Curated By: Shankhyaneel Sarkar
Last Updated: December 11, 2023, 09:52 IST
Washington D.C., United States of America (USA)
Harvard University President Claudine Gay testifies before a House Education and The Workforce Committee hearing titled Holding Campus Leaders Accountable and Confronting Antisemitism on Capitol Hill in Washington, US. (Image: Reuters)
Harvard President Claudine Gay received the backing of students but thousands of donors are ready to stop funding the Ivy League university for her answers on rising anti-semitism and islamophobia on campus.
Hundreds of Harvard faculty have signed a letter backing the university’s president after her testimony at a congressional hearing on the rise of campus anti-Semitism ignited pressure for her to resign, a US newspaper reported Sunday.
The letter backing Claudine Gay, which was reported on by the Boston Globe, came after her counterpart at another Ivy League university stepped down on Saturday in the face of withering criticism and political pressure over their appearance at Tuesday’s hearing.
The letter and the hearing both come as a rise in hate attacks and offensive rhetoric targeting Jews and Muslims since the eruption of the current conflict in Gaza fuels a debate on the boundaries of free speech in the United States.
The letter warns that political bids to remove Gay are “at odds with Harvard’s commitment to academic freedom,” according to the Globe, and calls on administrators to “defend the independence of the university.”
Gay, University of Pennsylvania President Elizabeth Magill, and the Massachusett Institute of Technology’s Sally Kornbluth gave long, legalistic answers when asked whether students who call for the “genocide of Jews” on their campuses violate codes of student conduct.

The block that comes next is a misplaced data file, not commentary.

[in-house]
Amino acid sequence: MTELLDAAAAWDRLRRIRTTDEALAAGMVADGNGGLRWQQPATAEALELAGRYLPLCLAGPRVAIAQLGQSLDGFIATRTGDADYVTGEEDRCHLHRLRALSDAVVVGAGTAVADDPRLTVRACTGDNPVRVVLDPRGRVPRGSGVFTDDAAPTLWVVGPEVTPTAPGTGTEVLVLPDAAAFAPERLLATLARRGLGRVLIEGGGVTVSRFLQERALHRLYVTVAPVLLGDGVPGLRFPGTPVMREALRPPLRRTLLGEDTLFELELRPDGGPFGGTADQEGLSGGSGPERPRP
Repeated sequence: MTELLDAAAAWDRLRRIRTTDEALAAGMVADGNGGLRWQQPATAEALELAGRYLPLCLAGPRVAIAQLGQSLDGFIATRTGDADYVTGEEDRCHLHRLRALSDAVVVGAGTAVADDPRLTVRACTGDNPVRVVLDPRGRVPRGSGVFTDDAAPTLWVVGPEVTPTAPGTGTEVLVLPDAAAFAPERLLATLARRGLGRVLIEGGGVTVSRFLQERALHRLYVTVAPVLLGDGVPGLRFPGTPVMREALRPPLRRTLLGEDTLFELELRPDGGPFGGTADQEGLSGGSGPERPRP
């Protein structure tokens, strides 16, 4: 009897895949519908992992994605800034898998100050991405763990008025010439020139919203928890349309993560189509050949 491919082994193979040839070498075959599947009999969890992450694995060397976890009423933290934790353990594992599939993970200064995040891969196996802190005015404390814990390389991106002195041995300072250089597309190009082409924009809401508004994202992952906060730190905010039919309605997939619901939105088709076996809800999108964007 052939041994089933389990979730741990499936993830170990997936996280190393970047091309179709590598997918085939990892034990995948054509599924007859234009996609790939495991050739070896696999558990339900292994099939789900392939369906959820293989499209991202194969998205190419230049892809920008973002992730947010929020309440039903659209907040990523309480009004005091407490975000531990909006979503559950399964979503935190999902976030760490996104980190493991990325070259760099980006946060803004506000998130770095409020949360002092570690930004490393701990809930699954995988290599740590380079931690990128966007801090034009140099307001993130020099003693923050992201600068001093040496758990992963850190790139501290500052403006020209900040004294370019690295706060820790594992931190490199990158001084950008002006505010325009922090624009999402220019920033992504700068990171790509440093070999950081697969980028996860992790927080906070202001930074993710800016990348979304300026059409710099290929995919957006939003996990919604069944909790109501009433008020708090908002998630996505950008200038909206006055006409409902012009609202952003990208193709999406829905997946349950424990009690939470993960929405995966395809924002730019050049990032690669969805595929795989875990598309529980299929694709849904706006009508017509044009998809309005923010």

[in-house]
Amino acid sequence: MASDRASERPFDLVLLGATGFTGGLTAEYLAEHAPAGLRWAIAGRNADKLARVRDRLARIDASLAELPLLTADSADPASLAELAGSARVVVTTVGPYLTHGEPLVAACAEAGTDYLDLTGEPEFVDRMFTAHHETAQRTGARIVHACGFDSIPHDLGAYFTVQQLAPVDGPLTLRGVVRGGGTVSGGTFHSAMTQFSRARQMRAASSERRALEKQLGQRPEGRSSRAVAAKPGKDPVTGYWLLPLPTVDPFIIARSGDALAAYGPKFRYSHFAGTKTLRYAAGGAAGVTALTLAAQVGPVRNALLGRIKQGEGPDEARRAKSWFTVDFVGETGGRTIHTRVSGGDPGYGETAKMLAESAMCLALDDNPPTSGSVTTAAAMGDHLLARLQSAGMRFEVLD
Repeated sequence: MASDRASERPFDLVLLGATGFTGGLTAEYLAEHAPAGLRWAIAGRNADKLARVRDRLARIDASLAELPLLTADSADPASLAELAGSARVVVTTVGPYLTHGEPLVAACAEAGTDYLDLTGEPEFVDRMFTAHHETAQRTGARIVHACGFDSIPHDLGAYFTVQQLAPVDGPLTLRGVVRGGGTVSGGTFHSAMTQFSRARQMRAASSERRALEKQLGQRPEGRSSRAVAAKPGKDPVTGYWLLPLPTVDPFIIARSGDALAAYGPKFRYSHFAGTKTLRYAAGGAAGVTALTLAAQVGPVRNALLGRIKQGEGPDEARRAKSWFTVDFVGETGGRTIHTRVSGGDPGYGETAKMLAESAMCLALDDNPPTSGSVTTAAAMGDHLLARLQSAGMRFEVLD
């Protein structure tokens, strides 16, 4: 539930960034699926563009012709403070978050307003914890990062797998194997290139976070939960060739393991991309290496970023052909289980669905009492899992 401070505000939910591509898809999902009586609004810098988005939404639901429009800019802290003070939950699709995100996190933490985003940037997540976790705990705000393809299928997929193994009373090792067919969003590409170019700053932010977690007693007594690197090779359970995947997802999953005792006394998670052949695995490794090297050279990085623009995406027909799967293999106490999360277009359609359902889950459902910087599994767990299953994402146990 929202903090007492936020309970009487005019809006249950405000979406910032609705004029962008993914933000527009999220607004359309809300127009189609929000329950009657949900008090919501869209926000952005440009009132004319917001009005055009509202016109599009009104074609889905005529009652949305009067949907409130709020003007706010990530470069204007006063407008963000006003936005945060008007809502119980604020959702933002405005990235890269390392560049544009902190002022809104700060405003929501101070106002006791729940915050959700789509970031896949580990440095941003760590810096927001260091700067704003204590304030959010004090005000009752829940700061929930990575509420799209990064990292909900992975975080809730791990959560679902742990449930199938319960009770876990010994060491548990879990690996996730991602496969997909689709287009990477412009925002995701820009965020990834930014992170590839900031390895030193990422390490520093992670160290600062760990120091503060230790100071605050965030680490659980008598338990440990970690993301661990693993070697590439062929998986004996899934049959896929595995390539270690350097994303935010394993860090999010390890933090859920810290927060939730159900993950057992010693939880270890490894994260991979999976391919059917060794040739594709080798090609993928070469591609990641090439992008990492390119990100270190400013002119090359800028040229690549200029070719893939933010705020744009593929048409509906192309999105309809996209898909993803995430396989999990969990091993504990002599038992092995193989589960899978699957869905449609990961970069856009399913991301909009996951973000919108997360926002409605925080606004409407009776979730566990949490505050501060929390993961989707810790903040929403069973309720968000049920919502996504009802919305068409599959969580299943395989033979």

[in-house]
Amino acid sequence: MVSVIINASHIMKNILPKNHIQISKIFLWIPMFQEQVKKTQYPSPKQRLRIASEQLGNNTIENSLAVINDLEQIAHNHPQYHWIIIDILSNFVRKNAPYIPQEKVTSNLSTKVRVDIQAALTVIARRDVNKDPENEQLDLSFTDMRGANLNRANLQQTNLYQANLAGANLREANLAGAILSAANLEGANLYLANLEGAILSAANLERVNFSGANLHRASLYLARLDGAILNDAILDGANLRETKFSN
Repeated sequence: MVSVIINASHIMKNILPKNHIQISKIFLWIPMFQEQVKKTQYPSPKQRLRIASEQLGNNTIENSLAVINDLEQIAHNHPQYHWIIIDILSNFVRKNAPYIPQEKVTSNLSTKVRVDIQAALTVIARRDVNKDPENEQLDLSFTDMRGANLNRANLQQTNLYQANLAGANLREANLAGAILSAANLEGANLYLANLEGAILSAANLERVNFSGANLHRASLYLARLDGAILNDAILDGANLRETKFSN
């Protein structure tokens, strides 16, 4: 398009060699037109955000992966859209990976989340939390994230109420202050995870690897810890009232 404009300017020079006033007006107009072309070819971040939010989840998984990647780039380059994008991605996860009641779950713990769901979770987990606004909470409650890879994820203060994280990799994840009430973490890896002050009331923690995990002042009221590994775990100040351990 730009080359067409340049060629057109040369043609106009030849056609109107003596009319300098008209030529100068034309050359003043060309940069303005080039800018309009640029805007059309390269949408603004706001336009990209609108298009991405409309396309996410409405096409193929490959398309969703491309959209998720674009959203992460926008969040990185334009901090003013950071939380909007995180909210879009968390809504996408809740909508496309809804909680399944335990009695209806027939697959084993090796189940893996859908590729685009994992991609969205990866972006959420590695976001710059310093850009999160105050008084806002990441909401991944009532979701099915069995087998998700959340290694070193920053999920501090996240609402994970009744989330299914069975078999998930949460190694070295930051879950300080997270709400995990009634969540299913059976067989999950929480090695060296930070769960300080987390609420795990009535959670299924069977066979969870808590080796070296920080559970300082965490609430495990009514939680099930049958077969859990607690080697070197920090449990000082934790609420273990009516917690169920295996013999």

Blowback to their testimony was rapid and intense, with donors threatening to rescind millions of dollars to the institutions, and raging debates popping up on social media.
Seventy-four lawmakers wrote letters demanding their immediate removal.
Magill stepped down on Saturday. MIT’s governing board has said it will back Kornbluth.
Gay apologised afterwards for failing to more strongly condemn threats of anti-Semitic violence on her campus.
At Tuesday’s hearing, Republican congresswoman Elise Stefanik asked each of the presidents if calling for the genocide of Jews violated university rules or codes of conduct.
“The rules around bullying and harassment are quite specific. And if the context in which that language is used amounts to bullying and harassment then we take action against it,” Gay responded, according to a transcript posted on Stefanik’s office’s website.
Gay agreed that calling for the genocide of Jews is anti-Semitic, and told Stefanik: “When speech crosses into conduct, we take action.”
When Stefanik heard similar answers from the others, she erupted: “It does not depend on the context. The answer is yes, and this is why you should resign.”
After Magill resigned, Stefanik released a statement saying: “One down. Two to go.
(This story has not been edited by News18 staff and is published from a syndicated news agency feed – AFP)